7-year-old marks last chemo treatment with bell donation to Dayton Children’s

Local News

SIDNEY, Ohio (WDTN) — A Sidney 7-year-old marks his last chemotherapy treatment by ringing a bell that he and his family donated to Dayton Children’s Hospital.

“It was very surreal. You get knocked into it instantly. This is your new life,” recounts Melissa Lacy, talking about when her son Alex was first diagnosed with cancer. 

“I felt like it was a terrible day to be alive,” says Alex.

In August 2017, a hospital visit for a broken arm turned into something not one of them expected.

“The ER doctor thought he looked pale, so she ran some blood work, and that’s when we found out he had leukemia,” tears up Melissa. “I was in shock.”

For the next three and a half years, the Lacy family traveled back and forth from Sidney to Dayton Children’s for chemotherapy treatments, knowing they were in good hands.

“We just kind of left it up to them, and looked to the positive, and said okay we’ll get through this,” states Melissa.

For the first month, Alex’s treatment consisted of a lot of steroids.

“A high dose, a lot of steroids. They told us he’s going to want fatty foods, salty foods,” Melissa describes, as the medicine made him crave cheese balls and anything salty.

“He woke me up at 3 in the morning one night. He needed chips and salsa. He had to have chips and salsa,” smiles Melissa.

By December that year, Alex reached remission.

Melissa recalls some chemo was easier to get him to take than others.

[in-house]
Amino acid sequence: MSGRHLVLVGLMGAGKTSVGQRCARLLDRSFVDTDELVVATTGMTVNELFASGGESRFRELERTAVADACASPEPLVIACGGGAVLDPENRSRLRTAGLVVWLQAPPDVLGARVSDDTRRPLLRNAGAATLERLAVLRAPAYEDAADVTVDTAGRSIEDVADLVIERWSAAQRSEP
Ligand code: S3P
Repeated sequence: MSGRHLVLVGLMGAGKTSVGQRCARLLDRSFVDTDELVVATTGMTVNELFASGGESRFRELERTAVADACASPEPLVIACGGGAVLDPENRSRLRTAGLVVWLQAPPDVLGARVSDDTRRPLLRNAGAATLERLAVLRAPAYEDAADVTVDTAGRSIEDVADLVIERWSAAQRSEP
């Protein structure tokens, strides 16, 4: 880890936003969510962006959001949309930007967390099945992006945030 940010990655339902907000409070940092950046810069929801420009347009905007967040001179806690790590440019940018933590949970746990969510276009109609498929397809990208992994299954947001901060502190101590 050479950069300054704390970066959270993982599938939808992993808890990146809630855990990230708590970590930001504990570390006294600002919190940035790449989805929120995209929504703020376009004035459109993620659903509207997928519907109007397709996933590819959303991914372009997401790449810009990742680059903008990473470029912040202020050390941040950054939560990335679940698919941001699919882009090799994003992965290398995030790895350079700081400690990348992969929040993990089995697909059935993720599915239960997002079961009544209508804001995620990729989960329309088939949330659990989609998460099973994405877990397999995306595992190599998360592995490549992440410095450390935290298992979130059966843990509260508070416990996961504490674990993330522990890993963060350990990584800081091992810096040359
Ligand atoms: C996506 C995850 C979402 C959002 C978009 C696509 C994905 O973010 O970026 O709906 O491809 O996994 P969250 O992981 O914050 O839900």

“One chemo he had to take once a week he hated, and that was a battle,” says Melissa.

To make it easier to swallow, Melissa and her husband Aaron resorted to bribing him.

“I eventually gave up, and Aaron took over, and Aaron bribed him with a four-wheeler. So we upped the ante a little bit,” Melissa laughs.

“And it worked!” exclaims Aaron.

Alex’s journey through treatment was a family affair.

“I was worried every once in a while,” admits his older brother Jameson.

“He went to the hospital all the time,” recalls his sister Caroline, the oldest of the three.

When Alex got closer to the end of his treatment, his family wanted to mark it in a big way, giving the hospital something it was lacking.  

“We were going to get a bell. We’re going to get a bell for Alex to ring that we can donate to the hospital,” says Melissa.

In December 2020 Alex finished treatment, and they donated the bell, with Alex first to ring it.

“We went up to the fourth floor and three years later, we rang a bell,” says Aaron.

On his last day of treatment, the community also surprised him with a parade down his street.

“Cancer picked the wrong kid,” says Alex.

Now other survivors will be able to follow in Alex’s footsteps at Dayton Children’s and mark the end of their treatment by ringing that same bell.

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